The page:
import 27 Oct 2006
The import method can be used to insert multiple sets of values at once. This is more efficient and much faster then creating and iterating over lots of ActiveRecord models and calling the save method. This is because the ActiveRecord::Base#save method sends a single SQL statement to the server. If you have thousands of records to create this will take a long long while because you will be executing a thousands and thousands of statements.

ARE also includes a built-in benchmarking library which outputs to CSV and to HTML.

import Usage

Syntax: Model.import( columns, values, options )

  • columns – an array of column identifiers, The identifiers can be Strings or Symbols. (Required)

  • values – an array of value sets. The order of the elements inside each value set must match up to the order of the column identifiers. (Required)

  • options – a Hash of options. (Optional)

    Basic Example

    class Person < ActiveRecord::Base ; end

    columns = [ :first_name, :last_name ]
    values = [ [ ‘Zach’, ‘Dennis’ ], [ ‘Mark’, ‘Van Holstyn’ ], [ ‘John’, ‘Doe’ ] ]
    Person.import column, values

    The Options Hash

The options Hash can take the following key/value pairs:

  • :validate => true|false – this tells import whether or not to use the validations that you defined on your models before importing the records. By default this is true

  • :on_duplicate_key_update => Array|Hash – this tells import to use the associated Array or Hash to update rows where a duplicate key already exists. This is specific MySQL.

  • :ignore => true|false – this tells import to issue a “INSERT IGNORE” when running each SQL statement. This is useful when you are importing mass amounts of records and you don’t care if MySQL finds duplicate entries.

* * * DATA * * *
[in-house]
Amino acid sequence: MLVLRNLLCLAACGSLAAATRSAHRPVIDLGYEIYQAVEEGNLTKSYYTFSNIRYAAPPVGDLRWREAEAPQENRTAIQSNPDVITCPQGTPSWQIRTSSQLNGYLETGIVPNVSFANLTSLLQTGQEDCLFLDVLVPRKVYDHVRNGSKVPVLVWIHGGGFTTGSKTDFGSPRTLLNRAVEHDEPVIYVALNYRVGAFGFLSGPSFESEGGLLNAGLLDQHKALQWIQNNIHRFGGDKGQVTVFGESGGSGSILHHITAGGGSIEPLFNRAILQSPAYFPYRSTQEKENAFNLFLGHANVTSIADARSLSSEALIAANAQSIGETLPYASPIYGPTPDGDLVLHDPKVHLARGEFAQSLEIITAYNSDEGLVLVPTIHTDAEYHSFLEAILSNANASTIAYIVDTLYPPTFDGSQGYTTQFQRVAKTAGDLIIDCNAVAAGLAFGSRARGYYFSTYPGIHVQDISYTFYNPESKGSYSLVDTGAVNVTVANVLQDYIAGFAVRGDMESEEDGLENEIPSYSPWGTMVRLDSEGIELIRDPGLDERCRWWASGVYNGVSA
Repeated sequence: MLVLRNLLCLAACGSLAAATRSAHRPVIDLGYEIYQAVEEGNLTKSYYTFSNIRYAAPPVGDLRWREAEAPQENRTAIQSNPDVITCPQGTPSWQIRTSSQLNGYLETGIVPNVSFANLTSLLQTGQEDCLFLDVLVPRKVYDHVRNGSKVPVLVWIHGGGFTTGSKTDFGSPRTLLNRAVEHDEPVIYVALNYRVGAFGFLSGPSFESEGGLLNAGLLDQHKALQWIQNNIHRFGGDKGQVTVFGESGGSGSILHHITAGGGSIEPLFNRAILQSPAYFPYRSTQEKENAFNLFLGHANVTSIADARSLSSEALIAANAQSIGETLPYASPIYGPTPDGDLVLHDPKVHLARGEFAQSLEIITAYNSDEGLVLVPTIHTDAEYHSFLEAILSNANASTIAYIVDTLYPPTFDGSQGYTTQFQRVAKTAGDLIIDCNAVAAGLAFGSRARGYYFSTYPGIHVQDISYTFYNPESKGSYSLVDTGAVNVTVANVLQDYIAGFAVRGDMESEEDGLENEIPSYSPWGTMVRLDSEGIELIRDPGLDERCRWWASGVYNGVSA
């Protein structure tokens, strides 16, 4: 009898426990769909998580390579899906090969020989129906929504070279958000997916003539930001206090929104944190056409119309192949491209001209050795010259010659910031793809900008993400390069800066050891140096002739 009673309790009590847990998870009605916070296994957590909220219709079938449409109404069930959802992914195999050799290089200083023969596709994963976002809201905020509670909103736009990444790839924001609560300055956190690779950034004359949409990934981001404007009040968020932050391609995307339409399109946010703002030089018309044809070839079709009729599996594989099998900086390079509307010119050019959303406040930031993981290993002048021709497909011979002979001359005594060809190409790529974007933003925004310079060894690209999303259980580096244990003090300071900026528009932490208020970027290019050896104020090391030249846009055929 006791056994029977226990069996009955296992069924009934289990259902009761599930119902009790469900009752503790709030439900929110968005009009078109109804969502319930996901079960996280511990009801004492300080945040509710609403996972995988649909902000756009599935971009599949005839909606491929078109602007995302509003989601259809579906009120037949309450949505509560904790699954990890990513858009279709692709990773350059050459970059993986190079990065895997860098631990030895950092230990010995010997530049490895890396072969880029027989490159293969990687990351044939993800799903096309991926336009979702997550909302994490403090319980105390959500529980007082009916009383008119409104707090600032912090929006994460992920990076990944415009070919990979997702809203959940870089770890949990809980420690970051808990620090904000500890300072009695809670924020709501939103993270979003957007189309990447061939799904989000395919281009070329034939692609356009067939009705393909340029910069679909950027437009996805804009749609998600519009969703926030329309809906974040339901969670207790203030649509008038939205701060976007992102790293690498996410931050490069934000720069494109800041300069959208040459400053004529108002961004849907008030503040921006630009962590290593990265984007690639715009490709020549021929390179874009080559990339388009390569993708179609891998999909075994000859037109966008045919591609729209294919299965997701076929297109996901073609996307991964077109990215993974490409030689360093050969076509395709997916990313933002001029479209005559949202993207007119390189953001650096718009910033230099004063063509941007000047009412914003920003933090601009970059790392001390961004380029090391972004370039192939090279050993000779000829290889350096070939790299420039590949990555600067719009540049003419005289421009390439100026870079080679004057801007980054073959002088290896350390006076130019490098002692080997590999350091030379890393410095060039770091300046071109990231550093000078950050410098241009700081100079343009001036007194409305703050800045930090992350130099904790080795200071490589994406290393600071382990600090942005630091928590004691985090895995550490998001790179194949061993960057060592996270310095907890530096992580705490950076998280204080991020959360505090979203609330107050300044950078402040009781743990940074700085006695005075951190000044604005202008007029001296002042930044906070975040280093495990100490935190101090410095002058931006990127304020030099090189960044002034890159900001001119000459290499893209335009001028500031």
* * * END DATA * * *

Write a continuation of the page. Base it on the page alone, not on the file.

:on_duplicate_key Notes

    The :on_duplicate_key_update option will support an Array of column identifiers or it will support a Hash of column to column mappings. For example if you were inserting information for school enrollment and you had 6,000 students that were enrolled you would want to batch process them with the import method. But what if some of the students attended last semester? You don’t want to overwrite their information. Instead you may want to just update their address and contact information. That would look like:

    values = values_for_students_csv_file( ‘students.csv’ ) Students.import( [ :first_name, :last_name, :student_id, :address, :city, :state ], values, :on_duplicate_key_update => [ :address, :city, :state ] )

    Currently the Hash options works the same way except for you explicitly state { :address => :address, :city => :city, :state => :state } . Why is the Hash even there? It’s there because it is anticipated to allow for special different column mapping support and table/data merging support you will be able to move data from one table to the next, where column names may not be identical and you want to map columnA from 1 table to columnB on another.

    Where is this useful?

  • Users want to upload CSV or tab delimited files with lots of data

  • Log files that need to be batch processed

  • Anything that needs to be batched processed

Supported Database Adapters

  • MySQL

    Additional Comments

    I prefer this over maintaining alot of little ruby or bash shell scripts to create a file of SQL statements, and then to run those statements from mysql’s command line client in batch mode. I much prefer to keep the code intact with the rest of my application. It is easier to read, maintain and track.


Please see the benchmarks for MySQL.

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